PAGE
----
These teens are up for rollicking 'Debate'
Rachael Hunt is a force of nature. The uninhibited joy she exudes in the Lyric Stage Company's "Speech & Debate" is irresistibly energizing. But the beauty of this not-to-be missed comedy is that Hunt's performance is matched by the outstanding work of both Chris Conner and Alex Wyse, and all three are nimbly directed by Jeremy Johnson.
Playwright Stephen Karam uses the framework of speech and debate tournament rules to create a pseudo-structure for his story of three high-school freaks who find themselves thrown together as part of a most unlikely debate team. As the play opens, we meet Howie (Conner), who has just moved from Portland to Salem, Ore., for his final year of high school. He sits in his bedroom cruising the Web for a hookup, until he realizes he sent his photo to the high-school drama teacher.
Back at the school, Wyse, as Solomon, a geeky, overeager school newspaper reporter, is trying to get his teacher (the always-excellent Maureen Keiller) to discuss a sex scandal involving teenage boys and the mayor of Salem. "Why can't we talk about anything real?" he asks her. But as she puts him off, we begin to suspect Solomon's investigative efforts are also his naive attempt to understand his own conflicted desires.
The third member of this unlikely trio is Diwata (Hunt), an aspiring actress who creates a "monoblog," outlining her frustrations with not being cast in the school productions of "The Crucible" and "Once Upon a Mattress," complete with impromptu singing and a hilariously repetitive set of three chords that plays on her Casio keyboard. When Howie e-mails her with his phone number to talk about the drama teacher who's dissed her, Solomon notices the posting and calls Howie himself.
Before you know it, despite very different agendas, all three have become the only members of the fledgling debate team. In spite of themselves, and mostly due to Diwata's single-minded efforts, the trio is working toward a presentation, even though Diwata is determined to turn it into a musical-theater performance to promote her talent, Solomon insists it be a forum for his investigative journalism, and Howie is just trying to get through senior year with his dignity intact.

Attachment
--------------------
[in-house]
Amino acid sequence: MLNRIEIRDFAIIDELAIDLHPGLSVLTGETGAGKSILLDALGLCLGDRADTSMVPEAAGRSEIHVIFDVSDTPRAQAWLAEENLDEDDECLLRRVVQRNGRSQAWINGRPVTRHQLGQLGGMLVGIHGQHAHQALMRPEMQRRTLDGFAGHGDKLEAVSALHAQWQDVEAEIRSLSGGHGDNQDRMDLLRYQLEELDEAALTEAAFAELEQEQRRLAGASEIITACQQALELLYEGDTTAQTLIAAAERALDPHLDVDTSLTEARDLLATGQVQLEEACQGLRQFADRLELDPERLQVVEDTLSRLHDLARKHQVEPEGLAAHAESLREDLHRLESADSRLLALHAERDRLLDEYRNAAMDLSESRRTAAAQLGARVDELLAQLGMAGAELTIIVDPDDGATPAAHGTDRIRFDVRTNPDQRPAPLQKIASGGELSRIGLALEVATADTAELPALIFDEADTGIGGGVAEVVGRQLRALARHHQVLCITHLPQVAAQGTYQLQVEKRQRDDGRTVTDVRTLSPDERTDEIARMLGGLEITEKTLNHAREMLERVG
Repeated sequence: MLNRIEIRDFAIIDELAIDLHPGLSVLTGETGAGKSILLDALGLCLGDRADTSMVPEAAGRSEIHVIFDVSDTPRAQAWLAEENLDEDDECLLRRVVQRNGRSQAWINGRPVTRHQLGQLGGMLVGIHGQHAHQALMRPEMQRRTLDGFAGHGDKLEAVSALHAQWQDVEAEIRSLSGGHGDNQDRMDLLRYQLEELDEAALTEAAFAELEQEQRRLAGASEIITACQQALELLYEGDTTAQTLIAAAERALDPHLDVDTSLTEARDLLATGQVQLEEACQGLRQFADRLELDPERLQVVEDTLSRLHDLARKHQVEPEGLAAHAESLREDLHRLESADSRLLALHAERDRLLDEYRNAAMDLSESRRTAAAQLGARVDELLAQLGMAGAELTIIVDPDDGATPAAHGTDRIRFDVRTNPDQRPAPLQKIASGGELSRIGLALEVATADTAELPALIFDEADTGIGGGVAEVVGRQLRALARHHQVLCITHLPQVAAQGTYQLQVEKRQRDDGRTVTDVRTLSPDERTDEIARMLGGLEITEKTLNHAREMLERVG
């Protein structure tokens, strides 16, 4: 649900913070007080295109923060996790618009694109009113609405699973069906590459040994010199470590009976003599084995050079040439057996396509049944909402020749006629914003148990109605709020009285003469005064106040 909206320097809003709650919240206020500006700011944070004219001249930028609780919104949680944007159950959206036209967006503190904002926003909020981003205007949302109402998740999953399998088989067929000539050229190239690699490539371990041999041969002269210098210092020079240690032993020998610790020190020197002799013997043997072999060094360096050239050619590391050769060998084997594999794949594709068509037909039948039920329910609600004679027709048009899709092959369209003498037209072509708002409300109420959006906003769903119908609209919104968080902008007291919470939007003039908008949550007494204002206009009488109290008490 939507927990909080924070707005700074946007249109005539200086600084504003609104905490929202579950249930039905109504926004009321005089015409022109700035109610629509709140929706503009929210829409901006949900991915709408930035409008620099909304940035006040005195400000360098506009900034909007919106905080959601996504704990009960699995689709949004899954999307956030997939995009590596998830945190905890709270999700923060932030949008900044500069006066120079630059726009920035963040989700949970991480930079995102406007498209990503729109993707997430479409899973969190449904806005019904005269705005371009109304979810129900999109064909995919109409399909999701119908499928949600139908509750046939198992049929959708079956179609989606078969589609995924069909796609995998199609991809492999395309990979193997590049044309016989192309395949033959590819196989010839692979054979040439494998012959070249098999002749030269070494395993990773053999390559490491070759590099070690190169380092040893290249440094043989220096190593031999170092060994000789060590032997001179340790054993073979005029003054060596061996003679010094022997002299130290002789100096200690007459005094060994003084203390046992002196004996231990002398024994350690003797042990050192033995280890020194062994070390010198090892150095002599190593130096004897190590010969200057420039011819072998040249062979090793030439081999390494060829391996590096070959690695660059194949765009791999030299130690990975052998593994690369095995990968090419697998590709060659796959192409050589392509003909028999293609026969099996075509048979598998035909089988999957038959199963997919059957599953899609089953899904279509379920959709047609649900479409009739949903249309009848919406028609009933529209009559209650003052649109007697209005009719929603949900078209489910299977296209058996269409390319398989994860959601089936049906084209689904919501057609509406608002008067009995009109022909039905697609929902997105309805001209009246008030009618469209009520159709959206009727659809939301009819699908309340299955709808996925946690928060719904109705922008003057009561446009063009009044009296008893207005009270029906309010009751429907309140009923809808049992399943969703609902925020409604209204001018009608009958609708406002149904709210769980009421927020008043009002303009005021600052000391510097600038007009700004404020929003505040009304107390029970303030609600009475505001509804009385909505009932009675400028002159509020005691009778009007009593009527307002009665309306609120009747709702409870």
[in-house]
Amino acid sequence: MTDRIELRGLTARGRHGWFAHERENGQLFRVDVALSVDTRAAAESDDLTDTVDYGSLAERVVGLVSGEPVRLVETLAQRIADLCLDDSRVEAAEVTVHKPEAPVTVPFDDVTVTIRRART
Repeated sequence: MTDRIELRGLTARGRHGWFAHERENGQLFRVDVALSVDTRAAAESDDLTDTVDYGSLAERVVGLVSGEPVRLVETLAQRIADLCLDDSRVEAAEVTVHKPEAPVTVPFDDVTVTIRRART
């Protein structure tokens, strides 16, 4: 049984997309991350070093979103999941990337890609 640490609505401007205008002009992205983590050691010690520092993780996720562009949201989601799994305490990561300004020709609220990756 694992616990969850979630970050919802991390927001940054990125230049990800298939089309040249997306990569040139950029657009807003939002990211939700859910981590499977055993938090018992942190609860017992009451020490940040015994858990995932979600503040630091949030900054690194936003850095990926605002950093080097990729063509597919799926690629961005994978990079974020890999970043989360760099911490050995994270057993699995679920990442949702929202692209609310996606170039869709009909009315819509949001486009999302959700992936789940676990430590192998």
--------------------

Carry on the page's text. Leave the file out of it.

When Diwata invites a Salem journalist to a "rehearsal," the competing agendas come crashing together in a performance that has absolutely nothing to do with speech and debate. The production number that combines Arthur Miller's "Crucible" story with Abraham Lincoln as a gay teen is hilarious, primarily for Conner's pouting performance and Hunt's blending of Idina Menzel in "Wicked" with the "Crucible" character Mary Warren. Later, when the three break all the tournament rules and perform Howie's interpretive dance to George Michael's "Freedom," your sides may hurt from laughing so hard.
Under Johnson's sharp direction, the actors craft characters that are distinctive without becoming cliched, and some of Karam's seemingly random tangents (including Solomon's story of Lincoln as a teen and Howie's tale of Cain as gay-basher) have a poignance because the performances are so strong.
At its heart, "Speech & Debate" celebrates the unlikely ways these teens connect as they question who they are and where they're headed. This Lyric Stage production makes the audience want to stand up and cheer them on.